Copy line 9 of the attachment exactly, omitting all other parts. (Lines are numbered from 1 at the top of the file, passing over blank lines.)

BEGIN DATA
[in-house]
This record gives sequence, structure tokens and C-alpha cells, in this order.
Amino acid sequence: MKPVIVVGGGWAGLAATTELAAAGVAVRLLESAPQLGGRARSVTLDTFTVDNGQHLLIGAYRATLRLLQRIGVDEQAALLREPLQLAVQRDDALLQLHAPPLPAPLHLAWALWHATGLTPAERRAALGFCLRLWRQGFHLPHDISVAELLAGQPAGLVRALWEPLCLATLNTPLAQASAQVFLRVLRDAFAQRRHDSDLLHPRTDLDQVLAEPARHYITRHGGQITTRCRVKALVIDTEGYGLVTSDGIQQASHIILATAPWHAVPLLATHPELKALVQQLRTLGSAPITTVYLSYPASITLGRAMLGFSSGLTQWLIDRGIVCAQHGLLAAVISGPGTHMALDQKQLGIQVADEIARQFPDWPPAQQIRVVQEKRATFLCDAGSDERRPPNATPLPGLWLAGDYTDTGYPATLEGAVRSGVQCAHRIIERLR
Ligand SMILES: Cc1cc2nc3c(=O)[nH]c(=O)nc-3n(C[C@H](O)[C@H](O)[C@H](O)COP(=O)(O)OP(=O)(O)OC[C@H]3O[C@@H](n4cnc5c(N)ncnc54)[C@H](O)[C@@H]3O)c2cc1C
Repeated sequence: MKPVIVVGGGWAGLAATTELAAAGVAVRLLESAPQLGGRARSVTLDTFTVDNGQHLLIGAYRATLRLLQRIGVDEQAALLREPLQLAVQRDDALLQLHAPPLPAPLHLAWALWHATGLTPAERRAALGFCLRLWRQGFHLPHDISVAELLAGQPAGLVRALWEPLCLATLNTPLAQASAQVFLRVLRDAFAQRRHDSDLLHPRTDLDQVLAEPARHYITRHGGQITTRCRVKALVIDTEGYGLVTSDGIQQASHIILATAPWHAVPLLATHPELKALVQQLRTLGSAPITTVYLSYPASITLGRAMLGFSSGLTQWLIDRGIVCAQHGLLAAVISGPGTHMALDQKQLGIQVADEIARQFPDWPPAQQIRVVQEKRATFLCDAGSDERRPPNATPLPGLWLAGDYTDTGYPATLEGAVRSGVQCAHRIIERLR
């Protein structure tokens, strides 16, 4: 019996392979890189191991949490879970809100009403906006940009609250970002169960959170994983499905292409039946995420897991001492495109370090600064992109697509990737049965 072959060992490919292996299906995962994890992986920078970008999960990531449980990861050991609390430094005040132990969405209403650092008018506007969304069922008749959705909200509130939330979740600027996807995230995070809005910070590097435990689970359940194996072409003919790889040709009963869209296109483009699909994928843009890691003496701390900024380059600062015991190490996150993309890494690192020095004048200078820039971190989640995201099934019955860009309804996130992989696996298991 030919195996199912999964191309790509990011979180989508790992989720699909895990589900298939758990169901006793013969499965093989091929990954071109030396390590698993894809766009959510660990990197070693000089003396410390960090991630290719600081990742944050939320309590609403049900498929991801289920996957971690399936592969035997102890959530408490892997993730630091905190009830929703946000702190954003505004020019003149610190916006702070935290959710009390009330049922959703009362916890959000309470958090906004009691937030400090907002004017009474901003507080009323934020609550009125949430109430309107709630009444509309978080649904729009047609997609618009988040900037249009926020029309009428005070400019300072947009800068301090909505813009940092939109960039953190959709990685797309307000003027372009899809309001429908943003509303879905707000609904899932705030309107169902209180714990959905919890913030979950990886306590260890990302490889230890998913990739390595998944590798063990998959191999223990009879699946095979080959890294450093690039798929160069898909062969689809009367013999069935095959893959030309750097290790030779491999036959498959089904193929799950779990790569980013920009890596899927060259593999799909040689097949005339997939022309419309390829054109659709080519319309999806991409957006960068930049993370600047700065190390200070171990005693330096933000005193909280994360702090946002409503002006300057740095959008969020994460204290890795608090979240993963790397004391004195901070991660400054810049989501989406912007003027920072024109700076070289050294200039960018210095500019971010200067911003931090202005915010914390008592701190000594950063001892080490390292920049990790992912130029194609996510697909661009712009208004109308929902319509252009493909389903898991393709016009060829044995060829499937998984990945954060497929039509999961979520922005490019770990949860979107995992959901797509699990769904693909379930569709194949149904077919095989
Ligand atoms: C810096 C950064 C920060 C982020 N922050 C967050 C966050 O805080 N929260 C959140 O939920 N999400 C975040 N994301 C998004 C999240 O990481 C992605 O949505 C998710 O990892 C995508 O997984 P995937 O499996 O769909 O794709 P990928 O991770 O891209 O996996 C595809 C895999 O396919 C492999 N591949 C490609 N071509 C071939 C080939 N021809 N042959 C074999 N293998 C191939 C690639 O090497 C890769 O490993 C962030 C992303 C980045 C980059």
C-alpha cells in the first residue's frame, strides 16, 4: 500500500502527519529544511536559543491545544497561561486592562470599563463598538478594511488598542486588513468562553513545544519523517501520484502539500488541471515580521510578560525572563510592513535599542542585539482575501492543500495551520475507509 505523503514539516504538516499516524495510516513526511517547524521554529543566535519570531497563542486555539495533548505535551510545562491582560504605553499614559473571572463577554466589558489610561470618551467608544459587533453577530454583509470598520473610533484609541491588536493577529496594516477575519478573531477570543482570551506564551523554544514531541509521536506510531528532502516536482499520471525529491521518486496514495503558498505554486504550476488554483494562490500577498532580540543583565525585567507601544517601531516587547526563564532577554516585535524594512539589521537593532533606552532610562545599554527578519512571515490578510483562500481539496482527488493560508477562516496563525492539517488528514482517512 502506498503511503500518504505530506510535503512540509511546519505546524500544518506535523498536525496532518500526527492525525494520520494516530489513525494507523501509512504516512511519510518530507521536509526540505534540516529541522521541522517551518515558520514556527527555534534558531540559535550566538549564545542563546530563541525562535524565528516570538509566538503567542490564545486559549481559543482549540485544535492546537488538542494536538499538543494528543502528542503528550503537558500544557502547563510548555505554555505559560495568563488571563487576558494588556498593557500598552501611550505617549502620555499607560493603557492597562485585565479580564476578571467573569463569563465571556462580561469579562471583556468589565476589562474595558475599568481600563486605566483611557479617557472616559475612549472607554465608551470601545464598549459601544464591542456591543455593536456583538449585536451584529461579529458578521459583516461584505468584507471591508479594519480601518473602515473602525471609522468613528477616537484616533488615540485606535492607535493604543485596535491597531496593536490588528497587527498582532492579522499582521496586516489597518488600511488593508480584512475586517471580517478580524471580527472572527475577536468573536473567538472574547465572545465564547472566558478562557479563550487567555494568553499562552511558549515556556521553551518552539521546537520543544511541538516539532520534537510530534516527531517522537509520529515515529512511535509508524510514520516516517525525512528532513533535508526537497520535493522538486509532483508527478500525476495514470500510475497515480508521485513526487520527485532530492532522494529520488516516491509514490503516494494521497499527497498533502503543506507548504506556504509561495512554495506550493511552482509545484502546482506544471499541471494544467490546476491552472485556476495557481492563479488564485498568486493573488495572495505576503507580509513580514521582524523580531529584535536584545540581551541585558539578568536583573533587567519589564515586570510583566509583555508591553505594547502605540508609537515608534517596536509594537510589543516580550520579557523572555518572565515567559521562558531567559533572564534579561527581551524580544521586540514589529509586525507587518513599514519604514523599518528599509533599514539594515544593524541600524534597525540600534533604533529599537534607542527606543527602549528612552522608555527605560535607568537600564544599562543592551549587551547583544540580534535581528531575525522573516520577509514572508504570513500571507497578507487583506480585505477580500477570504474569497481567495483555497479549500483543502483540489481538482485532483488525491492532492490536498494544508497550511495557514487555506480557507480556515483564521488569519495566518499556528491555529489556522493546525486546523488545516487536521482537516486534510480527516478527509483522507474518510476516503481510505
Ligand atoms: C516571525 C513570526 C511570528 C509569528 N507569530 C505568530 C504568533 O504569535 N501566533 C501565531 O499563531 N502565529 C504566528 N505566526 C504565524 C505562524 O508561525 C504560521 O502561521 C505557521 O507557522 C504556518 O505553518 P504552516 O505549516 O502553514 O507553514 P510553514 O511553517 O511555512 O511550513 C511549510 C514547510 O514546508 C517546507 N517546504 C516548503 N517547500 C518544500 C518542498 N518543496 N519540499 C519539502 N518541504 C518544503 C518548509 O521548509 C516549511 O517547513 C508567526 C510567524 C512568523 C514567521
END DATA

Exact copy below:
Ligand atoms: C516571525 C513570526 C511570528 C509569528 N507569530 C505568530 C504568533 O504569535 N501566533 C501565531 O499563531 N502565529 C504566528 N505566526 C504565524 C505562524 O508561525 C504560521 O502561521 C505557521 O507557522 C504556518 O505553518 P504552516 O505549516 O502553514 O507553514 P510553514 O511553517 O511555512 O511550513 C511549510 C514547510 O514546508 C517546507 N517546504 C516548503 N517547500 C518544500 C518542498 N518543496 N519540499 C519539502 N518541504 C518544503 C518548509 O521548509 C516549511 O517547513 C508567526 C510567524 C512568523 C514567521